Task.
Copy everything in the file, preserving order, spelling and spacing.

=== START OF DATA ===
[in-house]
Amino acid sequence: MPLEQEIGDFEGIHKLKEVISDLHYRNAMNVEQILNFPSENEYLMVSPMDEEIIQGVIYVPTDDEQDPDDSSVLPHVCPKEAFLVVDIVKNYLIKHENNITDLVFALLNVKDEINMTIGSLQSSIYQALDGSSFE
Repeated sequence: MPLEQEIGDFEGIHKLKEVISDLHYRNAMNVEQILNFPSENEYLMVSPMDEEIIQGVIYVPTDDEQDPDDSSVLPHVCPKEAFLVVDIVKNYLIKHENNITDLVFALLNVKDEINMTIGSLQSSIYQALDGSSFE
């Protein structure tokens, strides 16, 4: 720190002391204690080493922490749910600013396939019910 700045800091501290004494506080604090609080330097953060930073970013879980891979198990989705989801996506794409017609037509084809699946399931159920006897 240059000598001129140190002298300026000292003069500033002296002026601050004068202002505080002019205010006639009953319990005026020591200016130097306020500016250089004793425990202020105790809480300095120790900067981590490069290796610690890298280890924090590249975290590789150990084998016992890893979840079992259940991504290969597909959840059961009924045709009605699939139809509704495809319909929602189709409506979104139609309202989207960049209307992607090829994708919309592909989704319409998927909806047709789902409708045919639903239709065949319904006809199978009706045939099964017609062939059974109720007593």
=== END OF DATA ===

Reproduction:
[in-house]
Amino acid sequence: MPLEQEIGDFEGIHKLKEVISDLHYRNAMNVEQILNFPSENEYLMVSPMDEEIIQGVIYVPTDDEQDPDDSSVLPHVCPKEAFLVVDIVKNYLIKHENNITDLVFALLNVKDEINMTIGSLQSSIYQALDGSSFE
Repeated sequence: MPLEQEIGDFEGIHKLKEVISDLHYRNAMNVEQILNFPSENEYLMVSPMDEEIIQGVIYVPTDDEQDPDDSSVLPHVCPKEAFLVVDIVKNYLIKHENNITDLVFALLNVKDEINMTIGSLQSSIYQALDGSSFE
């Protein structure tokens, strides 16, 4: 720190002391204690080493922490749910600013396939019910 700045800091501290004494506080604090609080330097953060930073970013879980891979198990989705989801996506794409017609037509084809699946399931159920006897 240059000598001129140190002298300026000292003069500033002296002026601050004068202002505080002019205010006639009953319990005026020591200016130097306020500016250089004793425990202020105790809480300095120790900067981590490069290796610690890298280890924090590249975290590789150990084998016992890893979840079992259940991504290969597909959840059961009924045709009605699939139809509704495809319909929602189709409506979104139609309202989207960049209307992607090829994708919309592909989704319409998927909806047709789902409708045919639903239709065949319904006809199978009706045939099964017609062939059974109720007593």